Breast Cancer – something we should not ignore

by Arshad Mahmood

I didn’t think much about breast cancer until last year when a close relative, who was living a remarkably healthy life, was suddenly asked by her family doctor for further investigations to confirm whether she had breast cancer. The news sent out a shockwave across the family. A happy family with a routine life was suddenly faced with an uphill task of visiting Lahore almost every week for the investigations and later, when it was confirmed, for treatment. This disturbing period resulted in the husband experiencing a heart attack.

It was a year-long painful and exhausting exercise not only for the patient but for the entire family. It wasn’t just the patient who was suffering from cancer; the entire family seemed to be suffering as well. The family was under strain not just financially, but also in dealing with the constant travel between Lahore and Mardan that was a requisite, and in dealing with inquiries from friends and family, who were largely unaware about breast cancer and how to deal with it. All this was an ordeal for the patient and her loved ones, with the illness proving to be a huge drain on their savings, pushing them from a stable financial position into debt.

All women over the age of 40 are at risk of developing breast cancer, with those over 50 being the most vulnerable. Birth control pills, hormone replacement therapy, not breast-feeding after having a child, having two to five alcoholic drinks a day, weight issues and lack of exercise can amplify the risk. Although the lump or a mass, especially if it is painless, hard and has irregular edges, is a well-known symptom of breast cancer, there are other possible symptoms as well, including general swelling in the area, skin irritation, pain and discharge — though such symptoms could also be indicators of a minor illness and not necessarily cancer.

To my pleasant surprise, Pink Ribbon, an NGO, carried out commendable awareness-raising initiatives. There is, however, still a need to focus on creating even more widespread awareness and protecting lives. As mentioned in an October 6, 2015 editorial of The Express Tribune, “It [breast cancer] is the most frequent malignancy to occur in women and accounts for 38.5 per cent of all cancers in women with a staggering 90,000 new cases every year, and as many as 40,000 deaths. Out of local cases, 43.7 per cent are judged to be ‘advanced’ — a total that could be significantly reduced with timely intervention.”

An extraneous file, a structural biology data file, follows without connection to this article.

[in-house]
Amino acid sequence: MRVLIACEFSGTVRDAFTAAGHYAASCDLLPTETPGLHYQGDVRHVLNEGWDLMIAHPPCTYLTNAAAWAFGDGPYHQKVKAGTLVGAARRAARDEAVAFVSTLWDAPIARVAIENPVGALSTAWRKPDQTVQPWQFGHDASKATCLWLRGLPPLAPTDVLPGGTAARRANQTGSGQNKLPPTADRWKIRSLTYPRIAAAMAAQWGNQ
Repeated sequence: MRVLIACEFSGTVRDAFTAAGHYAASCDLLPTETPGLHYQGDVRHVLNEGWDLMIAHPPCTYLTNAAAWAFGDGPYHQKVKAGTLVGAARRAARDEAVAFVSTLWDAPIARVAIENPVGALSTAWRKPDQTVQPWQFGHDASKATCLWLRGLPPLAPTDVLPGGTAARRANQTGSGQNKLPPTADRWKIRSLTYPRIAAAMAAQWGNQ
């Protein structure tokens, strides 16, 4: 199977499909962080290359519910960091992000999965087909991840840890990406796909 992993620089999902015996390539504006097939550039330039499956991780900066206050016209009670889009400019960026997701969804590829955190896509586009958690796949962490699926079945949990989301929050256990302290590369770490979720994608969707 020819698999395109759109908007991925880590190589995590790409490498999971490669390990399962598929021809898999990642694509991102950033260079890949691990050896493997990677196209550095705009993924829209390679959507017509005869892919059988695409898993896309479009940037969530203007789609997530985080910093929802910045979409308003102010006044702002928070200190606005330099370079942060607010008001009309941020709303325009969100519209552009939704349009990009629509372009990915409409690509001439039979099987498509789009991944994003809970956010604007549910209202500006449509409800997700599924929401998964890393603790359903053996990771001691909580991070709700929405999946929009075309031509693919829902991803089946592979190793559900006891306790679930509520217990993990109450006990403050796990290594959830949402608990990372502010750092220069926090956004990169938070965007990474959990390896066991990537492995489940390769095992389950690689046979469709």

The above statistics are a grim reminder of the fact that it is high time that breast cancer was taken seriously and organisations like Pink Ribbon are supported. It is vital that other than the handful of NGOs and health professionals, civil society at large, parliamentarians, the print and electronic media and people from all walks of life join hands to effectively respond to the deadly disease so that lives can be protected. I have yet to find an organised programme being run by the federal or provincial governments that focuses on a disease that affects such a large number of the population and has such long-lasting effects. I think it will be good if people like Maryam Nawaz Sharif, Aseefa Bhutto Zardari and Bushra Gohar, along with many more leading female social and political figures start speaking about the disease and focus on prioritising it on the agenda of the federal and provincial governments. Although prevention may not be possible, a timely diagnosis can save many lives and reduce the associated complications.

Before I set out to do the necessary research for this piece, most of which was done through the help of the Pink Ribbon website as well as other relevant sources, I was unaware that men could also contract breast cancer, though it is 100 times more common in women than in men. It is, therefore, very important that there is widespread awareness in society about breast cancer. Awareness among men about the disease is key, because their support to women is of critical importance to ensure timely intervention. Men’s awareness is also important so that they can focus on the prevention aspects and focus on reducing those risk factors that are avoidable, such as being overweight and not exercising.

Published in The Express Tribune, November 7th, 2015.

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